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by:Dan McFadden
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Yes.  Extending a partition, if there is unallocated space on the respective HDD, is a normal procedure.  If it wasn't Microsoft wouldn't have put the necessary tools in place to perform the task.

Also, as an admin, you need to plan ahead for possible changes in the way an OS operates.  For example, in server 2008 and beyond, the OS manages updates in the WinSxS directory, which under "normal" circumstances can grow very large... in the realm of 10-20GB!  You have to take this into account when planning the build of a server.  A 40GB OS drive is not really an option anymore.  The OS, plus locate update cache, WinSxS dir, monitoring agents, additional OS features can easily consume 60-80GB.  Plus, if you don't immediately reconfigure the default settings in most apps, they will dump their logs on the OS drive.  With IIS installed & unmodified default settings, a high volume website configured... logging will quickly use up all space as the logs get created daily.

The point is, know what is running on your server, always reconfigure apps to save logs to a non-OS partition/drive, do not place database files on the OS partition, install only what is necessary and try to keep up with how the OS functions in terms of the installation of updates.

Dan
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Cam in this morning and 0 bytes avail on C.  Able to recover 80 MB.  is there any potential problem rebooting the server with only 80 GB?  There are over 300 MB in updates waiting to be applied not that I think that has any bearing.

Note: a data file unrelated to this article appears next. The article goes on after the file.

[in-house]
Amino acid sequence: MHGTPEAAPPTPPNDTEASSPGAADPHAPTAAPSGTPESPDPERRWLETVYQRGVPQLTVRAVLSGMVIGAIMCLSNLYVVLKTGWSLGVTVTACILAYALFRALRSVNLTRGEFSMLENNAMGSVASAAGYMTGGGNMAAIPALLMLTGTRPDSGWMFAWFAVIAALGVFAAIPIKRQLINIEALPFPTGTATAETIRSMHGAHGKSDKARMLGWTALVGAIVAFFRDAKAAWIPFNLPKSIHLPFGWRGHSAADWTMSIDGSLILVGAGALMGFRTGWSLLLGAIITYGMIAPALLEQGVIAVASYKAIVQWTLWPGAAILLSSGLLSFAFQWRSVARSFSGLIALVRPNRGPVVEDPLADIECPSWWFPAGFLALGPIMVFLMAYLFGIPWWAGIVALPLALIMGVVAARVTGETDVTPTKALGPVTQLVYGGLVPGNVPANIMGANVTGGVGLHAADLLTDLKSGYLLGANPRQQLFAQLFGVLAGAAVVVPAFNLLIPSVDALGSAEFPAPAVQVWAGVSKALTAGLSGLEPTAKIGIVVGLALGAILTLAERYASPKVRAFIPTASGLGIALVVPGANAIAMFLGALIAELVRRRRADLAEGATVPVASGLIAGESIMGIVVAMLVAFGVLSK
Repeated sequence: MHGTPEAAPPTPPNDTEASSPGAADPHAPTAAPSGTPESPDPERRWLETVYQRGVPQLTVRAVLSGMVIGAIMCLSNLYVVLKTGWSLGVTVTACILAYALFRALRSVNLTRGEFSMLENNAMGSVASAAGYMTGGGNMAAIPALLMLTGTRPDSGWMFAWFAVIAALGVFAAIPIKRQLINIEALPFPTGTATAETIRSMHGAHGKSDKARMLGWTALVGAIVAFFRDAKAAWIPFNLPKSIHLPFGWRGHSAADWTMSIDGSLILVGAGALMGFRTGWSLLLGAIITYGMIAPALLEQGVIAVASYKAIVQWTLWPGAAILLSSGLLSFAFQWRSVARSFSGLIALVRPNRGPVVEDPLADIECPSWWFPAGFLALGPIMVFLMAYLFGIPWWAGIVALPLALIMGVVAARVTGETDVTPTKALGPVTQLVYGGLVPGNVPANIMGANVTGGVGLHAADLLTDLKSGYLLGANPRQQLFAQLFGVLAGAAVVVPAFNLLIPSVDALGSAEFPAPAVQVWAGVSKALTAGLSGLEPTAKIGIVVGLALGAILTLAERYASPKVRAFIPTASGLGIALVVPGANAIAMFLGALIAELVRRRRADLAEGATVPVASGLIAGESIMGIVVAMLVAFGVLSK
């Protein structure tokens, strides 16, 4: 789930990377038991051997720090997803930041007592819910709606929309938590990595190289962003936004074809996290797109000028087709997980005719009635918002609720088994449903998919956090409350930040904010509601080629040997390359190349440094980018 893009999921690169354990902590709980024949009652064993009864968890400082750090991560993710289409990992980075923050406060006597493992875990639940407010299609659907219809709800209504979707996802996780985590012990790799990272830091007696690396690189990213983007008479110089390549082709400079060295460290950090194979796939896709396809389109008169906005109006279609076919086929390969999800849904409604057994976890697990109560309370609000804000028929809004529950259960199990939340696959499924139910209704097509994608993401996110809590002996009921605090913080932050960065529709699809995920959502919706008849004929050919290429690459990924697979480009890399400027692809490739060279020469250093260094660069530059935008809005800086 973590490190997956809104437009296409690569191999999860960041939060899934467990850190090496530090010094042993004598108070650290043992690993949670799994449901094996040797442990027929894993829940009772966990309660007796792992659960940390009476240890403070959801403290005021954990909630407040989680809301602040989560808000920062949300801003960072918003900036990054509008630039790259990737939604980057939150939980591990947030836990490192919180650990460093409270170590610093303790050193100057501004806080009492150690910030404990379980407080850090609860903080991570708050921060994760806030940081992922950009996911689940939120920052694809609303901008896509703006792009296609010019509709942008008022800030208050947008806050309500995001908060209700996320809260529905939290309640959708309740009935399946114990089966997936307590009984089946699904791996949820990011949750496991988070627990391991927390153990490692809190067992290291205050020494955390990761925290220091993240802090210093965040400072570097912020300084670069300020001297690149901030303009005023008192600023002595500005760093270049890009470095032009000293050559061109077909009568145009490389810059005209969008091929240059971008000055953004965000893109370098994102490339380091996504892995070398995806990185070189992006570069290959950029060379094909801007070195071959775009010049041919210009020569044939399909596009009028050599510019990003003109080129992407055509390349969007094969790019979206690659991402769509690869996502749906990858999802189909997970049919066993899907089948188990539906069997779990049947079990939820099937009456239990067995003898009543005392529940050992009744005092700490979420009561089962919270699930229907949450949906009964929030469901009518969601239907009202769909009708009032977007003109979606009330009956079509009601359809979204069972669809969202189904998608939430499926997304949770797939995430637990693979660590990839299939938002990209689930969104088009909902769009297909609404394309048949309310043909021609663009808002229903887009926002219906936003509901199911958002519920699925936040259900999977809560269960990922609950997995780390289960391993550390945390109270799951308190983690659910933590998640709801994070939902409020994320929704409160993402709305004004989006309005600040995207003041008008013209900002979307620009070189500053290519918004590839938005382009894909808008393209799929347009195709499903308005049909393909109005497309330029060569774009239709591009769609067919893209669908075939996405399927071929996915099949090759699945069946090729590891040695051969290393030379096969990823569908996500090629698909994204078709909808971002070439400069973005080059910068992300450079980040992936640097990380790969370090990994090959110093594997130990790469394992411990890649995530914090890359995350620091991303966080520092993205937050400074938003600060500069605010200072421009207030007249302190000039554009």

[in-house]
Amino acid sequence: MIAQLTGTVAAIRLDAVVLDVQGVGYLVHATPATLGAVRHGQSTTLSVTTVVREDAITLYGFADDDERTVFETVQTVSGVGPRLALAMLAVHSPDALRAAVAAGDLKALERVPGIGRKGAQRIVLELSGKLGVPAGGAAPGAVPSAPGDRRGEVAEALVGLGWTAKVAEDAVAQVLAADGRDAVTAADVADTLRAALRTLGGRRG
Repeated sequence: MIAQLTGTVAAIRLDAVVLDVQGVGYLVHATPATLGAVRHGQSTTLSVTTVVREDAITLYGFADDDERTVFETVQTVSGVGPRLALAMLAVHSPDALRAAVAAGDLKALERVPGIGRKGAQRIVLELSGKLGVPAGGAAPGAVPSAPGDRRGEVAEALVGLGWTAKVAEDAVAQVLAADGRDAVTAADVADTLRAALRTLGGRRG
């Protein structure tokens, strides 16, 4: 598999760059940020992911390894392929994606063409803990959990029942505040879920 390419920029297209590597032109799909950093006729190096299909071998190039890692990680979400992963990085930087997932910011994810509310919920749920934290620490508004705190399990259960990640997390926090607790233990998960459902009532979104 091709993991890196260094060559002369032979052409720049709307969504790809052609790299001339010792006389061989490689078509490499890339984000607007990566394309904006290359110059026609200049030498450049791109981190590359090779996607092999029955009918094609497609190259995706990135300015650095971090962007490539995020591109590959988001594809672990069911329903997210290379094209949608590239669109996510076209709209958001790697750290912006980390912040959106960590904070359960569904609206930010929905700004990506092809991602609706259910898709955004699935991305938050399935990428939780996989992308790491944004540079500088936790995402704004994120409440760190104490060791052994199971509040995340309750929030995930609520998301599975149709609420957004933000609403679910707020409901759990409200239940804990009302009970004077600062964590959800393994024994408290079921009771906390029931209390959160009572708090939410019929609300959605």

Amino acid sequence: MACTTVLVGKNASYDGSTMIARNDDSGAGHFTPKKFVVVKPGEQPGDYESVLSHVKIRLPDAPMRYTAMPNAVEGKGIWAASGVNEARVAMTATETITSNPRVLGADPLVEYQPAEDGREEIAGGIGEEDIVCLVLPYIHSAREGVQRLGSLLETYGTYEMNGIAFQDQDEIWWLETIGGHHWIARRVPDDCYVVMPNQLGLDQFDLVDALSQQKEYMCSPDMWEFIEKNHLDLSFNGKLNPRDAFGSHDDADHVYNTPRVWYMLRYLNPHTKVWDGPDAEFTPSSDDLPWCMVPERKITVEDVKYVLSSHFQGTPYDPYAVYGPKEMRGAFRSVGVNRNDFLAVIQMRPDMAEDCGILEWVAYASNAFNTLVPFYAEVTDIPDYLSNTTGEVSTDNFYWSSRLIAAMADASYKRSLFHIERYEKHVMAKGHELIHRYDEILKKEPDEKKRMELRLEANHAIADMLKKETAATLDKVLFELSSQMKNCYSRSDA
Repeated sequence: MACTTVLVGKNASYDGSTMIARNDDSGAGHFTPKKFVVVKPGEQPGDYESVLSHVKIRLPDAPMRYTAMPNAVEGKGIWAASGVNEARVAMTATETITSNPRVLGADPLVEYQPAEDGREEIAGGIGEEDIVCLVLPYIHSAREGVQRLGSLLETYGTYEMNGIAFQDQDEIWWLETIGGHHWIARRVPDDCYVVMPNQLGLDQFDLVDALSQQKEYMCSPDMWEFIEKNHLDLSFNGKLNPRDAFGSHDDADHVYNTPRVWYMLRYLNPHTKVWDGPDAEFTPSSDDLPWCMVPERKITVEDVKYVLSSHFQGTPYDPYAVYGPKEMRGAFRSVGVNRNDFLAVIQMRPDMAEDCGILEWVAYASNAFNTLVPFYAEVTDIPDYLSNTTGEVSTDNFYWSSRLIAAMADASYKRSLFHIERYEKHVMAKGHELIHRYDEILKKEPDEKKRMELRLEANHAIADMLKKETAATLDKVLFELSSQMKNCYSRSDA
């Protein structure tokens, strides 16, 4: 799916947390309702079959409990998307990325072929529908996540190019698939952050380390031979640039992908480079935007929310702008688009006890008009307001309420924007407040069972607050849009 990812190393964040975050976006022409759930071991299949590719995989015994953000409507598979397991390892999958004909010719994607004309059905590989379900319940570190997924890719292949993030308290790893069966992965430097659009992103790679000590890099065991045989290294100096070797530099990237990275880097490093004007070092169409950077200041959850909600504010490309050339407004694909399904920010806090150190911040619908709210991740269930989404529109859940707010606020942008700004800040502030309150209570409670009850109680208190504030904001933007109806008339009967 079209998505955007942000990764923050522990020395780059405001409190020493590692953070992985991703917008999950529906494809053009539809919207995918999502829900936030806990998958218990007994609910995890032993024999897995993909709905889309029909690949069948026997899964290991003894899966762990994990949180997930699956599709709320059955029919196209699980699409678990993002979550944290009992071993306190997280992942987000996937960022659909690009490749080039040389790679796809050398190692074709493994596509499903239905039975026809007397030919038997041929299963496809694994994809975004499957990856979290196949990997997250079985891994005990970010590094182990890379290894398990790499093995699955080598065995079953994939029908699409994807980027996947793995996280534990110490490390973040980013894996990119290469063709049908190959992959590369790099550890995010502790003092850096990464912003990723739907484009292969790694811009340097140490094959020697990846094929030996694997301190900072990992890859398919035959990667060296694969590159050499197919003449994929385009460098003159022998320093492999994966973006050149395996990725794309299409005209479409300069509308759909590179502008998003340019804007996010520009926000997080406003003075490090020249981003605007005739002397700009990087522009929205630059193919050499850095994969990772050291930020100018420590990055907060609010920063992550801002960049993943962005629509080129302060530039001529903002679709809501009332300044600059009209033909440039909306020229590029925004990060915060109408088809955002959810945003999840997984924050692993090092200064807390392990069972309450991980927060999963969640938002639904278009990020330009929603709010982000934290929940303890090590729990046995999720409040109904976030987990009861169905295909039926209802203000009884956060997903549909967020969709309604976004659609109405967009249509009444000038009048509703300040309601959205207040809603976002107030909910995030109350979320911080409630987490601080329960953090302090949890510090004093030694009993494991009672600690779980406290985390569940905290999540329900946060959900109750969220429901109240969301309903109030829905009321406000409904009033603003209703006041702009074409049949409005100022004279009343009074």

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by:Dan McFadden
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Have you been able to determine the source of the disk consumption?  You appear to have an active process that is write data to the C: drive and it needs to be shutdown or reconfigured to write its data to another location.

IMO, you need to find space before you reboot.  Personally, my process would be to ID the offending process, stop it, move some large files to another partition, ensure there is between 500MB-1GB free, then reboot.

I also suggest installing the "Disk Cleanup" utility feature so you can see if you can clean up the WinSxS directory.

Dan
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by:jjackson2004
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Is it possible to extend the C drive to another physical disk?
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by:jjackson2004
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Ignore last question
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by:jjackson2004
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Extending was successful after a few fits.  Thanks for the assistance!